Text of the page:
Valuing a property - how best to help?

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    Valuing a property - how best to help?

    We're considering making an offer to buy out the freeholder of our building, but am not sure of the best way to get the required professional help with doing so.
    It is a fairly complex set up - building has restaurant below and two flats above. Building is in disrepair as freeholder not spent money on it. Flats both on long leases. Leaseholders get on and may well look to do this process together.
    Restaurant below is on a 10 year lease and brings in a fairly decent income for the freeholder, though they never seem to have any money...
    Relationship between freeholder and leaseholders is not good.
    This year FH appointed a managing agent who has just sent through a 10 year capex plan, with significant spend needed, especially in the first 5 years, due to neglect of old building. This is as we leaseholders expected and covers the areas we've complained about for years. However, costs are higher than they need to be as going through a MA with all sorts of 'fees' and inflated areas.
    The lease terms are such that the FH has to contribute a significant amount to the repair and upkeep of the building, which they have never wanted to do.
    Now feels a good time to make a offer - take it off their hands and they don't have to find the money for repairs. We then would have to cover all of it, but could manage ourselves without the middle men taking numerous cuts, and have the confidence it's been done correctly.
    How do we go about getting a valuation to buy the building, ideally without spending a fortune as not at all sure how it will be received?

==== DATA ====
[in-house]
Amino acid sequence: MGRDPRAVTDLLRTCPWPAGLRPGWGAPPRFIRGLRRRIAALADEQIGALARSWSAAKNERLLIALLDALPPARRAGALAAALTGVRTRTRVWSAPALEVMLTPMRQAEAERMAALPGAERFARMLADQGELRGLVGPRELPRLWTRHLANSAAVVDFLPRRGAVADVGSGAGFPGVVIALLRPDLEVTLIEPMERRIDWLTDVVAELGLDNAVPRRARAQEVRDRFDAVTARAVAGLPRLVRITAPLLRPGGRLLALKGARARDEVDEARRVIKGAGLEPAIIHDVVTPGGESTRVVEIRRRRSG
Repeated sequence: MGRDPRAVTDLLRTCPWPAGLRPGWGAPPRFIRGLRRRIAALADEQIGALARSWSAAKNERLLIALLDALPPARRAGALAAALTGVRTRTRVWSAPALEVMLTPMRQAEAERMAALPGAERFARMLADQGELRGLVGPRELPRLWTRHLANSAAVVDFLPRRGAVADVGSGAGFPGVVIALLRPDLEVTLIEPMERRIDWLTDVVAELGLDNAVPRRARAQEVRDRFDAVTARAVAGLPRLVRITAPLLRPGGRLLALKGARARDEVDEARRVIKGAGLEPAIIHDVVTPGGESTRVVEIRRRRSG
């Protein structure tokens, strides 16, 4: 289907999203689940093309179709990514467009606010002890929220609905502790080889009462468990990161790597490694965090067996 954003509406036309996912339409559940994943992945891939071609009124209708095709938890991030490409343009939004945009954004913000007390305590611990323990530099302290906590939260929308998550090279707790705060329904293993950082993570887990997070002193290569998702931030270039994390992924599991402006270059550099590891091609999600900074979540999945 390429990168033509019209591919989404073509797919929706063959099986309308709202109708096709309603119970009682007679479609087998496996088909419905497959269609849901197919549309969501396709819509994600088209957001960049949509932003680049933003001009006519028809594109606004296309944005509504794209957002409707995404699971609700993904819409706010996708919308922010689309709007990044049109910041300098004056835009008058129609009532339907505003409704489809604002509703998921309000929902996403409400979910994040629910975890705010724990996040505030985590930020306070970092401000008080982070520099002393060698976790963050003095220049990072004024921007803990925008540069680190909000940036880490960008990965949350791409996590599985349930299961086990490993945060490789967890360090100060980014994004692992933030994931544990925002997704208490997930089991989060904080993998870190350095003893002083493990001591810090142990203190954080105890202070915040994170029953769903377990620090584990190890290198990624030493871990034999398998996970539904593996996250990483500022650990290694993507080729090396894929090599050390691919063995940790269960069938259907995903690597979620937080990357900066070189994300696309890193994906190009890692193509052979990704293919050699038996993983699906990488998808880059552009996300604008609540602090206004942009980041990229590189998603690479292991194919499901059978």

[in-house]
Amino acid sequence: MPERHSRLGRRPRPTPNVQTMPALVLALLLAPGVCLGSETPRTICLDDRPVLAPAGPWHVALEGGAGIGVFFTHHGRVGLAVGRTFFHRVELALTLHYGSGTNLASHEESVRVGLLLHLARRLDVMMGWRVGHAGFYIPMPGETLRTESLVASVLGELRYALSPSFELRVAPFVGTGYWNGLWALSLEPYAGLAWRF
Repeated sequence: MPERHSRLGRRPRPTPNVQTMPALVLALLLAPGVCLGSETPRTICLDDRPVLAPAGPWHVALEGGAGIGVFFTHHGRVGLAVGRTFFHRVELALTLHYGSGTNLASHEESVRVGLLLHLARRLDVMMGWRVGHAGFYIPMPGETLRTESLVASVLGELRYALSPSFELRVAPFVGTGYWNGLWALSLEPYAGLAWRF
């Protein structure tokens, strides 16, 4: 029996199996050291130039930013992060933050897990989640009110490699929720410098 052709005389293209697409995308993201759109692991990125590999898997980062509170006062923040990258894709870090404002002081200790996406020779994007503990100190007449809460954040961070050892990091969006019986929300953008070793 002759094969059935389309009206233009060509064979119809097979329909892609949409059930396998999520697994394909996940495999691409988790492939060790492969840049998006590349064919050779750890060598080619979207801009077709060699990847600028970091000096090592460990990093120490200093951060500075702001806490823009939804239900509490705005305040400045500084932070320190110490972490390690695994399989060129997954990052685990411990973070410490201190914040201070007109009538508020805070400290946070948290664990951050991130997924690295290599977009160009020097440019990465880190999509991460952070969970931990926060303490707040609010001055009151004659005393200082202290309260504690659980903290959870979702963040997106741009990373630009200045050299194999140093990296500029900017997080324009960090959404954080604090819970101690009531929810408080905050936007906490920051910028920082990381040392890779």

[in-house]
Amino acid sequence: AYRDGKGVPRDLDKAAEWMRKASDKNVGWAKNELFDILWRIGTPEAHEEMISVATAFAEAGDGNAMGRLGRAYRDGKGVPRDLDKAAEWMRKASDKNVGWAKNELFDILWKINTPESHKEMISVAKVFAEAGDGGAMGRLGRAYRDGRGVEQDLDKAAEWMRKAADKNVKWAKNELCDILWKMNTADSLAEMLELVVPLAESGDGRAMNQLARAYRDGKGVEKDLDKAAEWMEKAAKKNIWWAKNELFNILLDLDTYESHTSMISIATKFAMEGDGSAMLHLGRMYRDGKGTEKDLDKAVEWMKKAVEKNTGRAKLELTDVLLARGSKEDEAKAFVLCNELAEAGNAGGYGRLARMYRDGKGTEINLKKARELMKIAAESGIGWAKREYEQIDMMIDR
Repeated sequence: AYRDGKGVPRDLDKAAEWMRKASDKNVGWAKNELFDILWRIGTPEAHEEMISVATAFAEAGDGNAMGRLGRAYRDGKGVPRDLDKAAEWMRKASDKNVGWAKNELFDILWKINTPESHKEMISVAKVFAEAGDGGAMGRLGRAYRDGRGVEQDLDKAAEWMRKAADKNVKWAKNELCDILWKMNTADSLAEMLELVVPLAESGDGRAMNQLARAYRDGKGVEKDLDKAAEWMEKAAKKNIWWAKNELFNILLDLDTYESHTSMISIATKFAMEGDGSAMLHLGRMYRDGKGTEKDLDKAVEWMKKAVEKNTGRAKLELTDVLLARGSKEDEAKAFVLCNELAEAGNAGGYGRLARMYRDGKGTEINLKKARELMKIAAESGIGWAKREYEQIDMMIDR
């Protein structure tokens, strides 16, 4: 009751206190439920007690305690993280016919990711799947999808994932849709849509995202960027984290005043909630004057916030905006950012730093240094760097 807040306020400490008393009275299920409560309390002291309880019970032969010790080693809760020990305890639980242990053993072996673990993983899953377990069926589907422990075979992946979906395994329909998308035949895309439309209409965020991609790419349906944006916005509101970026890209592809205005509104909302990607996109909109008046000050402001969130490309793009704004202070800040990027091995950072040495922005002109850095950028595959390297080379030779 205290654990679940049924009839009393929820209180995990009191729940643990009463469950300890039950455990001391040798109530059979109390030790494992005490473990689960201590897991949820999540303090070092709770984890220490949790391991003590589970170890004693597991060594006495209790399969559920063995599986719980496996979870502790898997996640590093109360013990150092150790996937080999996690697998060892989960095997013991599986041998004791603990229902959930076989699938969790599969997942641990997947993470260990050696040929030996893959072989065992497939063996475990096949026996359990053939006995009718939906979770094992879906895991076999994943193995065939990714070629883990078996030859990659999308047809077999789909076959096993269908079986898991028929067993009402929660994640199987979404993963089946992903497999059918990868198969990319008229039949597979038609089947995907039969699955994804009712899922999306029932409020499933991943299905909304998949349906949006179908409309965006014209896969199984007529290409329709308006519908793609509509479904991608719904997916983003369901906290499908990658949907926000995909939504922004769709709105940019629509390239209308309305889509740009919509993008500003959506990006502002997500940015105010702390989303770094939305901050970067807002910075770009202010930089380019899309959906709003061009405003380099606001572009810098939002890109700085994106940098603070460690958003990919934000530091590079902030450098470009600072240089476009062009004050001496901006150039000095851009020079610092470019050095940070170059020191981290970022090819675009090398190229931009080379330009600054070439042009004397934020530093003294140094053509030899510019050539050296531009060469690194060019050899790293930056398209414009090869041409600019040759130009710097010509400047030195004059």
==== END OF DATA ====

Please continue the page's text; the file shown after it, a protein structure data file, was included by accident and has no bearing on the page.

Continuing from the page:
I'd avoid this like the plague. You'll become accidental commercial landlords with all the complications.
    If you're serious about going ahead you'll need a specialist surveyor to value it but first step should be ask the freeholder how much he wants for it. You may be surprised.


      That's an interesting approach (just asking) - we may well do that.
      I do understand your point about the commercial landlord thing, but it is something we've looked at a few times over the years when looking at properties. I've also previously been a commercial tenant and had to take action against a hopeless agent, mobilising the other tenants so am not completely green to it.


        Commercial properties ( local shops) are valued on the number of years rental income and you can ask a commercial estate agent what is the number of years for your street. For a shop building in rundown condition, the building may be priced at 10 times annual rental income.


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